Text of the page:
Posted in Family and Society, Personal Musings, poetry

A Fine Regard

It was one of those evenings, wherein the dusk settles and the household has the chance to hear the proverbial pin drop. This happens not because all are busy on their media devices and accounts, neither the young nor the old; for each device has their own “fashionable noise”. This was one of those evenings, as all were gathered in the den, from a busy crochet pattern to reading the daily grind with the young ones engrossed in their creativity (surprisingly noiseless for a change). Evenings like these bring to mind, the days of my own childhood; devoid of all the “social fanfare, entertainment and modern knowledge of today”; though surprisingly rich in it’s own share of happy moments.

“We sit silently and watch the world around us. This has taken a lifetime to learn. It seems only the old are able to sit next to one another and not say anything and still feel content. The young, brash and impatient, must always break the silence. It is a waste, for silence is pure. Silence is holy. It draws people together because only those who are comfortable with each other can sit without speaking. This is the great paradox.” Nicholas Sparks ( from The Notebook)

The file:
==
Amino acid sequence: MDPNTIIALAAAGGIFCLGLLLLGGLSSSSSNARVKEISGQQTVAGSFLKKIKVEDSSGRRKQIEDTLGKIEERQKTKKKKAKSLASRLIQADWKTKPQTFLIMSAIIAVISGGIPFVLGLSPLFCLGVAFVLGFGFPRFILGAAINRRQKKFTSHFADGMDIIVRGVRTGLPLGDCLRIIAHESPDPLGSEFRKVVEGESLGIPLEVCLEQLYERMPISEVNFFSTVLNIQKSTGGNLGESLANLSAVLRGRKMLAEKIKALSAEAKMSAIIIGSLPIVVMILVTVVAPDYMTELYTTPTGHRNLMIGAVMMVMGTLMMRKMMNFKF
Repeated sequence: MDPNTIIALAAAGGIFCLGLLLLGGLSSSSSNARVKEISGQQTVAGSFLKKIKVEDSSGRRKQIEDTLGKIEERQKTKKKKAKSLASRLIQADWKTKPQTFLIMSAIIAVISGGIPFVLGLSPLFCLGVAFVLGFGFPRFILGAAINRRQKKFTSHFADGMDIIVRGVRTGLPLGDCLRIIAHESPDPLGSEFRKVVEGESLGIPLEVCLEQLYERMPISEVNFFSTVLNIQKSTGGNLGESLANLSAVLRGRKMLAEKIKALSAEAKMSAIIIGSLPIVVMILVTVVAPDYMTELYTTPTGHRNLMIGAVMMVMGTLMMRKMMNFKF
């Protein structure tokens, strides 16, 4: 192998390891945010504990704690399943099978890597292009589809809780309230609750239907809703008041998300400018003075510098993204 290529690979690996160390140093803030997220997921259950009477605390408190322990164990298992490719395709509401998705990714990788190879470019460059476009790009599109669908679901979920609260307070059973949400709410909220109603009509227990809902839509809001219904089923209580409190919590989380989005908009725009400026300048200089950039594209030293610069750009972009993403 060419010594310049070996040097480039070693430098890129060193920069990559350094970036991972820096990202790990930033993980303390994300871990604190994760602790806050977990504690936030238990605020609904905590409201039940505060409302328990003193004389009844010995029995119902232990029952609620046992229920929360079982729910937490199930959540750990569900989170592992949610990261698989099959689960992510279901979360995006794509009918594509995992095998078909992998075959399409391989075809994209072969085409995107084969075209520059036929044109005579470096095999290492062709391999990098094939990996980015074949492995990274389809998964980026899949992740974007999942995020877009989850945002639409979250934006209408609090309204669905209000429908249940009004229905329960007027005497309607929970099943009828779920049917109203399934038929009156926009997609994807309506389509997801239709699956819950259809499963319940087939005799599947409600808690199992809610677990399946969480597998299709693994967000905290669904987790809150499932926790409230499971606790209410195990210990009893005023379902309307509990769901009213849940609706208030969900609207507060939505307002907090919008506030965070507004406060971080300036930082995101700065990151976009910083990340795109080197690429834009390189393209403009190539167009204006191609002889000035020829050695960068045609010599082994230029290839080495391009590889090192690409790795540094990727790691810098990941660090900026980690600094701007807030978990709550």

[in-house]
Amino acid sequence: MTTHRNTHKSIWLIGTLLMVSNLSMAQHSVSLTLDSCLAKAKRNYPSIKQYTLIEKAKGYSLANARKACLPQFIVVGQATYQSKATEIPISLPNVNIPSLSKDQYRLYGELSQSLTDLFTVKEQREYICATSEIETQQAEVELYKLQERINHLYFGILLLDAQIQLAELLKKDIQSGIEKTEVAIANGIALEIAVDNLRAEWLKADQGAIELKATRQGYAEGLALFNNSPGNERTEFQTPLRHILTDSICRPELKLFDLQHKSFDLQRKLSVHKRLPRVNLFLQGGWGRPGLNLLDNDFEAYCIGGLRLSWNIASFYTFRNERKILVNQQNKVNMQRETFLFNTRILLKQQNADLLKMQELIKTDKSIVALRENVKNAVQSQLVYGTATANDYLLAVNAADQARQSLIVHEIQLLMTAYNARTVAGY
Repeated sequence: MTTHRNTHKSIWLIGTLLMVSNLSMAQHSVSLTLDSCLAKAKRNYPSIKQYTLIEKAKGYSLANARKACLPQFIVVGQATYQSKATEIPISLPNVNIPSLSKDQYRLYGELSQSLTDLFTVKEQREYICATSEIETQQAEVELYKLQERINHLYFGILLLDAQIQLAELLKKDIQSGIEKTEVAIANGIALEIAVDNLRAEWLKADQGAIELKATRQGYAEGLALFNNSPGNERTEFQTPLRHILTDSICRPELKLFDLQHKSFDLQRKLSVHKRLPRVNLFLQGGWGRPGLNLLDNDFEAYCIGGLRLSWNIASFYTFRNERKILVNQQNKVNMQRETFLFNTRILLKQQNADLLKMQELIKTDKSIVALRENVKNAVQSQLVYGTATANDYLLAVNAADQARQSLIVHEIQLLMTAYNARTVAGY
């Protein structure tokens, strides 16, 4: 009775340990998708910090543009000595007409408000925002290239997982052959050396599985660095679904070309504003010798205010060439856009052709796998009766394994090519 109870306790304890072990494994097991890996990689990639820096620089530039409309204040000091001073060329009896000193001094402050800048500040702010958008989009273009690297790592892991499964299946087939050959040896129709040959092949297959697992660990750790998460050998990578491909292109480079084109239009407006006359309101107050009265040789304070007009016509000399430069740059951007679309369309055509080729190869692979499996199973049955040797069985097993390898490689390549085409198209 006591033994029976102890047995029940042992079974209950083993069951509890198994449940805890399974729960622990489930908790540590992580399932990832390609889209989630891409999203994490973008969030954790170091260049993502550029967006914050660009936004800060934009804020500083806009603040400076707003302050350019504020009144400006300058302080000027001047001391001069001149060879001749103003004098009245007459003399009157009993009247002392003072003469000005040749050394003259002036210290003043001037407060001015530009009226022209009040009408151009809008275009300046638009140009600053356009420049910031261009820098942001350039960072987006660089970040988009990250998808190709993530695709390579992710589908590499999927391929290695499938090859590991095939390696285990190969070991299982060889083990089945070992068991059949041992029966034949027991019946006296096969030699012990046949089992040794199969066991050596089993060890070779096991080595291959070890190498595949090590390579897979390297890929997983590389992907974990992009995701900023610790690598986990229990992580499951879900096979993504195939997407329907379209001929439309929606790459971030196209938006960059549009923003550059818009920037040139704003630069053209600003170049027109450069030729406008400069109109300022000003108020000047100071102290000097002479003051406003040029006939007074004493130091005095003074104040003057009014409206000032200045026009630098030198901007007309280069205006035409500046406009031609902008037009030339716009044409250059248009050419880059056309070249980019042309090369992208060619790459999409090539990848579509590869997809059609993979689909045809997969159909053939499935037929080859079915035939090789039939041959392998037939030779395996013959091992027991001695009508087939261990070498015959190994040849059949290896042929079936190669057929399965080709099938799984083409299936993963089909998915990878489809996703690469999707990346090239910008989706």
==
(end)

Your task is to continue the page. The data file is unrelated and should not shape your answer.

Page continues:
Many a time, the quietness around us is what gives the balm to the restless soul or aching heart. The sooner we learn to stop and live in the moment; taking comfort in just being there and around, the more we get to add to the treasure trove of “good moments”.

Life is not always about being on the move or turning all the pages of the book at once. The gifts or even opportunities lie, in learning to savour the moments and just stop for a couple of seconds. As always known emptiness makes a lot of noise. Instead enrich it with the quiet moments scattered throughout the day. or scenes like “these quiet evenings” is what makes the soul through the passage of time.

Keeping Quiet
Pablo Neruda

Now we will count to twelve
and we will all keep still
for once on the face of the earth,
let’s not speak in any language;
let’s stop for a second,
and not move our arms so much.

It would be an exotic moment
without rush, without engines;
we would all be together
in a sudden strangeness.

Fishermen in the cold sea
would not harm whales
and the man gathering salt
would not look at his hurt hands.

Those who prepare green wars,
wars with gas, wars with fire,
victories with no survivors,
would put on clean clothes
and walk about with their brothers
in the shade, doing nothing.

What I want should not be confused
with total inactivity.

Life is what it is about;

I want no truck with death.
If we were not so single-minded
about keeping our lives moving,
and for once could do nothing,
perhaps a huge silence
might interrupt this sadness
of never understanding ourselves
and of threatening ourselves with death.
Perhaps the earth can teach us
as when everything seems dead
and later proves to be alive.

Now I’ll count up to twelve
and you keep quiet and I will go.